- Medium bore (.525″)- which are popular with first chairs in orchestras and shows (musicals/pit orchestras…) and many other players who appreciate their versatility
And in fact, medium bore is the the least common bore size with only a bunch of models available.
However, 1 medium bore model is particularly popular since it offers a sound many “pit” musicians – that is trombone players playing in medium groups of 8 to 15 musicians – find to be just perfect:
- They don’t get the overwhelming sound of a large bore…
- Nor the overly bright sound of a small bore.
This model is the Bach 36. With a bore of .525 it is indeed a medium bore trombone and its users seem to enjoy its high versatility. Check it out:
B. Anatomy of the Slide
The slide is comprised of 2 elements:
- The inner slide/tubes – which are 2 static metal tubes.
- The outer slide – which is the part you move in order to change the pitch.
In order for this mechanism to run smoothly the construction needs to be flawless, in particular the size of the gap between the inner and outer slides.
This space between both tubes needs to be .1mm. Make it 0.2mm and you’ll have an unplayable horn.
However, the inner slides have small portions that actually touch the outer slide. These parts are called the stockings.
It is the only section where both inner and outer slides touch each others.
C. How the Slide Works/Positions
The slide’s role is to change the length of the tubing in the trombone.
- The further away the slide, the longer the tubing length and therefore the lower the pitch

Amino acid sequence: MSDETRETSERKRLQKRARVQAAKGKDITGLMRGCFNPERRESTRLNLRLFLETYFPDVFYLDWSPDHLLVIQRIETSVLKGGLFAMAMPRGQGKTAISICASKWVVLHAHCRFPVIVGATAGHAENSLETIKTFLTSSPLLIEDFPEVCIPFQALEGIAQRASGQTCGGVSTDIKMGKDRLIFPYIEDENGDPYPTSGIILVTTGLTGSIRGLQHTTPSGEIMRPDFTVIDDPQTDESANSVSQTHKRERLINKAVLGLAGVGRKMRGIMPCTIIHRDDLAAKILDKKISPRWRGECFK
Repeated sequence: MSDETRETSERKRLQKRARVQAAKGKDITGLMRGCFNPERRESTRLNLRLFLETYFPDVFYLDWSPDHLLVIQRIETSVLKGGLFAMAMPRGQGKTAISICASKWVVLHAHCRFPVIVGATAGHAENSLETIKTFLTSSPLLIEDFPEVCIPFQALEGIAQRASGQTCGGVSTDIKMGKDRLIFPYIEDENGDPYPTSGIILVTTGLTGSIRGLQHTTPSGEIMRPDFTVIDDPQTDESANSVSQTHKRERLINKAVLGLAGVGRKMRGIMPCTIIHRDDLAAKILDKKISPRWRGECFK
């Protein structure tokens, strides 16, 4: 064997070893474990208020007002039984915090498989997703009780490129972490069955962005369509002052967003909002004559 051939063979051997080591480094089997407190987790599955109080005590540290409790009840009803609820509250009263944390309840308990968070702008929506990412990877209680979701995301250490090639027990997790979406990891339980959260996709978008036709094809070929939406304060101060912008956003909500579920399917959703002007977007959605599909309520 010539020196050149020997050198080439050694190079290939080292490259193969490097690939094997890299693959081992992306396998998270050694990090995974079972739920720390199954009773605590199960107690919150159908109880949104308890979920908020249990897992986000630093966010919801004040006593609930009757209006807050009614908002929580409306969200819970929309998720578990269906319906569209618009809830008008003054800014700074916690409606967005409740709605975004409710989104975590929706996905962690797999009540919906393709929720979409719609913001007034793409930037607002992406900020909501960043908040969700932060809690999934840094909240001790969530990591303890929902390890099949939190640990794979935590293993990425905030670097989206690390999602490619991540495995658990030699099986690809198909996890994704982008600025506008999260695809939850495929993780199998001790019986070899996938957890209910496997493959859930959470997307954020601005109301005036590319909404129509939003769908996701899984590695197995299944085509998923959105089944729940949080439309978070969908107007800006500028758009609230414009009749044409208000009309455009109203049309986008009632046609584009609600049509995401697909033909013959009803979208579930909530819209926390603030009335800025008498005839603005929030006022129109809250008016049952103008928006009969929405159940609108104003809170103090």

- The closer the slide, the shorter the tubing and therefore the higher the pitch.
Now, contrary to ANY other wind instrument, the trombone doesn’t show any cue as to where exactly you should pull or push the slide…
Which is another reason the trombone is a difficult instrument to learn.
And just like you need to know the exact position of your fingers on a violin for example, you need to know exactly how much to move the slide on the trombone.
Luckily there are some visual ways to remember where these positions are on the trombone.
There are 7 positions on the slide, the 7th being the most “remote” one.
Here’s a quick video showing these positions so you can judge their “distances” by yourself:
Which brings us to our next part…
The F Attachment
Without a doubt one of the major upgrade you can have on a trombone…
The F attachment essentially makes it generally easier to play your horn, no less. So what is it exactly?